Mary Abbott was most readily identified with the Abstract Expressionist movement in New York, and her best work is characterized by her towering canvases, vivid color, and sweeping gestural brushstrokes.
Abbott was raised in New York and Washington, D.C. In the early 1940s, while she was modeling for “Vogue” and “Harper’s Bazaar,” her interest in art led her to study at the Art Students League. Separating from her husband in 1946, she lived on 10th Street in New York’s Greenwich Village near other Abstract Expressionists.
In 1948, she studied at an experimental art school, founded by Robert Motherwell, Barnett Newman, and other Abstract Expressionist artists. Motherwell, Barnett Newman, and Marc Rothko became her mentors as she moved into the heart of the New York avant-garde. She became a lifelong friend of William de Kooning. She also became a member of the Club where she, Perle Fine, and Elaine de Kooning were the only female members.
Another considerable influence on her artistic development came from time spent in the Caribbean islands. Between 1950 and 1958, Abbott wintered in Haiti and St. Croix where she fell in love with the terrain and the people. Daily hikes and sketching trips allowed her to immerse herself in the exotic environs, becoming at times one with the abstract splendor of the jungle and highland rain forests. This experience informed her work back in her New York studio. A 1950 ink drawing of a Haitian village reflected her love of Haiti as well as her early veneration for Pablo Picasso. Some of these Caribbean works were exhibited in Chicago in 2013.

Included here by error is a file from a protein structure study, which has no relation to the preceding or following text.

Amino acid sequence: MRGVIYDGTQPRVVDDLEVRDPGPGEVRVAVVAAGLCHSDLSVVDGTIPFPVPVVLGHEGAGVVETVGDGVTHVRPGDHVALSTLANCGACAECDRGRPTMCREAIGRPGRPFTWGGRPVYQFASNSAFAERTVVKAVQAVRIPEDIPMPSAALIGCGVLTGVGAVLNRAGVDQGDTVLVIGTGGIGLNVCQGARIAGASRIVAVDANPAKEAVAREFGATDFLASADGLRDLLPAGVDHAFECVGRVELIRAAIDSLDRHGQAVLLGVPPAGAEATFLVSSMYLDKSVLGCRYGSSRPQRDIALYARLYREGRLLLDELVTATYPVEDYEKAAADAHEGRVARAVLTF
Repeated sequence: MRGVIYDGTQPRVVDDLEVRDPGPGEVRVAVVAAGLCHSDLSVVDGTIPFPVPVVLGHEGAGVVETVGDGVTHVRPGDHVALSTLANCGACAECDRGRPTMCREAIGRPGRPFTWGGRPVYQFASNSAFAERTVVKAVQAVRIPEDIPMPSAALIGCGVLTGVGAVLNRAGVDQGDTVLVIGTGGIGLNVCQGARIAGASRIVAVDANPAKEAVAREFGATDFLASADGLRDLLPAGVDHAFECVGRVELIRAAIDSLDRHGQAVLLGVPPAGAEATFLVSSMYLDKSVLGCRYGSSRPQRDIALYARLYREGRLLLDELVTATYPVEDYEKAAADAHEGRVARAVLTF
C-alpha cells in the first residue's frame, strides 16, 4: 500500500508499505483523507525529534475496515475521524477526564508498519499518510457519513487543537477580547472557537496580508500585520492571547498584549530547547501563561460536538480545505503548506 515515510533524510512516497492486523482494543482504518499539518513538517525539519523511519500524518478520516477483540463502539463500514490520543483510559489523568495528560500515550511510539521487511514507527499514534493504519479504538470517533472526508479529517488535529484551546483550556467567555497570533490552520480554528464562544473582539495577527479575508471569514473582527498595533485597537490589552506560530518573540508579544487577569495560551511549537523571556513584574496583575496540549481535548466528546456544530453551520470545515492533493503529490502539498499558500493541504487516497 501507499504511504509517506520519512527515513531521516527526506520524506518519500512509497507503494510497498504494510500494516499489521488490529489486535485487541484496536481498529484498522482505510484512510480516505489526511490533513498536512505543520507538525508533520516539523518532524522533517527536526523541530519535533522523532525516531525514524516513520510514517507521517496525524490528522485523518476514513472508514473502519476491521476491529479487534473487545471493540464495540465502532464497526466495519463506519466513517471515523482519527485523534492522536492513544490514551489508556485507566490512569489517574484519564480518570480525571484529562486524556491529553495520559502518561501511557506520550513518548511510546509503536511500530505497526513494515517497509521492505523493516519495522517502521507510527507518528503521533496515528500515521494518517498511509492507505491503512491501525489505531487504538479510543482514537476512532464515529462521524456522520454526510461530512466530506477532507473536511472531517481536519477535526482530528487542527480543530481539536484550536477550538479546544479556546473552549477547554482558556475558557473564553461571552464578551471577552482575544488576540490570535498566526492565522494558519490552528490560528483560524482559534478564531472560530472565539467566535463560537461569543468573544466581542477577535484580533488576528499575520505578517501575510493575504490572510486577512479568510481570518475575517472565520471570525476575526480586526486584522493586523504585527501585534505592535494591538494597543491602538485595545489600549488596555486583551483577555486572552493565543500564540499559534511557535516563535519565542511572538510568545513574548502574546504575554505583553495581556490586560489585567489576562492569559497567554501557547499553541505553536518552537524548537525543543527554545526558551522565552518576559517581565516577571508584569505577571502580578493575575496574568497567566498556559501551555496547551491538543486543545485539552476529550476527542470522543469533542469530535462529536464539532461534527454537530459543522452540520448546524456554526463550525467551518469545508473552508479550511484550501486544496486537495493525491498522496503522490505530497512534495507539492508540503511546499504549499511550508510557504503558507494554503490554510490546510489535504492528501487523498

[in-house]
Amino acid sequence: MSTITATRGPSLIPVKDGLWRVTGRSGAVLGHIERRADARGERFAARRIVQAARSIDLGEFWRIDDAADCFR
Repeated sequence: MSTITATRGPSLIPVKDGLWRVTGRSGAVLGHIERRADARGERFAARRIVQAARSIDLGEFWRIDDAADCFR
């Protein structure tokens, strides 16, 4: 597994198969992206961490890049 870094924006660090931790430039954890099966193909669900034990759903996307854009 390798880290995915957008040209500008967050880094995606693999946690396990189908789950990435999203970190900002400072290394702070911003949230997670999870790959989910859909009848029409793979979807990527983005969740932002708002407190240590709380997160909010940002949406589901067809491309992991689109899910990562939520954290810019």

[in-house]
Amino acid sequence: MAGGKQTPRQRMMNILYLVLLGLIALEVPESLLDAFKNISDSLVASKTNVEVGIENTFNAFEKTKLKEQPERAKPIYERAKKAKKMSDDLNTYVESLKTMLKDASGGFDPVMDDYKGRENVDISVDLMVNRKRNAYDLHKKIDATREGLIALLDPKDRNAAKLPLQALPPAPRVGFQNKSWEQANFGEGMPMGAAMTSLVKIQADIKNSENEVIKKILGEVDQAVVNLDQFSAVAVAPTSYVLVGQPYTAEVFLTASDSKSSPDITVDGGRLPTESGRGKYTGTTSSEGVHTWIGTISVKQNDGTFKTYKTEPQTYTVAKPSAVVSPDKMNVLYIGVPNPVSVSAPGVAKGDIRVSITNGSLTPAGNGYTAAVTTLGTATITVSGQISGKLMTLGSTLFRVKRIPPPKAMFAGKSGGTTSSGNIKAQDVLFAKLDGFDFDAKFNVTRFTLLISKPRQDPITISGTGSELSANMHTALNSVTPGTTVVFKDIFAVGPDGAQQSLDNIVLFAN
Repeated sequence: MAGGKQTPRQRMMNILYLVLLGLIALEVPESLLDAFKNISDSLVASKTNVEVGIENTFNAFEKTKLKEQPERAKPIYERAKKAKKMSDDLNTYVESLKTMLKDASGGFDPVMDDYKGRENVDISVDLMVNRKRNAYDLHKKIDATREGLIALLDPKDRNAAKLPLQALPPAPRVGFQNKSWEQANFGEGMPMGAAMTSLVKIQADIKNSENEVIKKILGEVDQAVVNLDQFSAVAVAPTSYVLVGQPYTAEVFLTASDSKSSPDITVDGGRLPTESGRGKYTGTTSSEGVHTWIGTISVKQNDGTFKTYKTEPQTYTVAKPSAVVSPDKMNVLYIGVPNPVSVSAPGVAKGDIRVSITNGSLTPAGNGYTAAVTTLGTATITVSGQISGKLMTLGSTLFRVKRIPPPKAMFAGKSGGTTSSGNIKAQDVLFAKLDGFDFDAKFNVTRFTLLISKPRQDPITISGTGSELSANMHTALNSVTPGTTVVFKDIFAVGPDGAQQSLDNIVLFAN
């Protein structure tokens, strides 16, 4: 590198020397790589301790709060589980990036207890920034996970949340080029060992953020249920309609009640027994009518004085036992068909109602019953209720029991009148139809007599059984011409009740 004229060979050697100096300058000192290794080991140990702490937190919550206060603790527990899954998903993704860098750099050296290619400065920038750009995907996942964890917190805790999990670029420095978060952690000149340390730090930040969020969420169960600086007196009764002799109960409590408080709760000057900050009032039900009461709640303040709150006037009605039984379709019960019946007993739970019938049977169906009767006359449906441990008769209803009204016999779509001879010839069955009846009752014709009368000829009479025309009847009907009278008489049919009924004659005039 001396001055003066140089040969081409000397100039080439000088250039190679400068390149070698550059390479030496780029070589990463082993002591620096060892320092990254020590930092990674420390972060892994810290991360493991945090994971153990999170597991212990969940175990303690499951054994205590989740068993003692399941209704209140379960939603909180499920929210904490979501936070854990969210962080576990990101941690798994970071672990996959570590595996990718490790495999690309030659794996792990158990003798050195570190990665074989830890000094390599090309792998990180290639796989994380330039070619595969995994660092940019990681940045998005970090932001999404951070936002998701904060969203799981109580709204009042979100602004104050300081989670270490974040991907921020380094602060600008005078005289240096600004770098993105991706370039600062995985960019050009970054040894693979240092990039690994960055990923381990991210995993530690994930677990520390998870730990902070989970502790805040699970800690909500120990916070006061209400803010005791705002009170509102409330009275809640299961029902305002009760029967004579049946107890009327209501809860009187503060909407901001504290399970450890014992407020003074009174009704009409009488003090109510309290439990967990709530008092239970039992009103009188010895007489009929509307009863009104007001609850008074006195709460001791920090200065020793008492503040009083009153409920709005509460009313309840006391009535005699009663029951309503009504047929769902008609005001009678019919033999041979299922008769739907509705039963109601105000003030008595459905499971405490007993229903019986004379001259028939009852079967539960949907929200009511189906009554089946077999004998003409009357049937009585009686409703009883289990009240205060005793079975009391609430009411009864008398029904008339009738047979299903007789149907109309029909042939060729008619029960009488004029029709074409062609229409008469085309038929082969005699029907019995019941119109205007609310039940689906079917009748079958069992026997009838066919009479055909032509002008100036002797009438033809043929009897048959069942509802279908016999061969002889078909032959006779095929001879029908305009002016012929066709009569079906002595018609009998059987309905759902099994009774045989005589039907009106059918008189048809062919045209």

In the late 1950s, Abbott began embedding text into her gestural paintings in collaboration with New York poet Barbara Guest. In her 1959 “Le chant de rossignol – for Joseph Cornell” she obscured Guest’s floating text with densely packed, overlapping planes of white, black, and bright colors.
In the 1980s, Abbott turned to more representational depictions of flowers, which were partly inspired by her experiences taking peyote. While pretty, these works were not as compelling as her earlier bold abstractions. In 2016, Abbott was one of a dozen painters included in the exhibition “Women Abstract Expressionism” at the Denver Art Museum. Abbott received the Lifetime Achievement Award at the Art Hamptons International Fine Art Fair.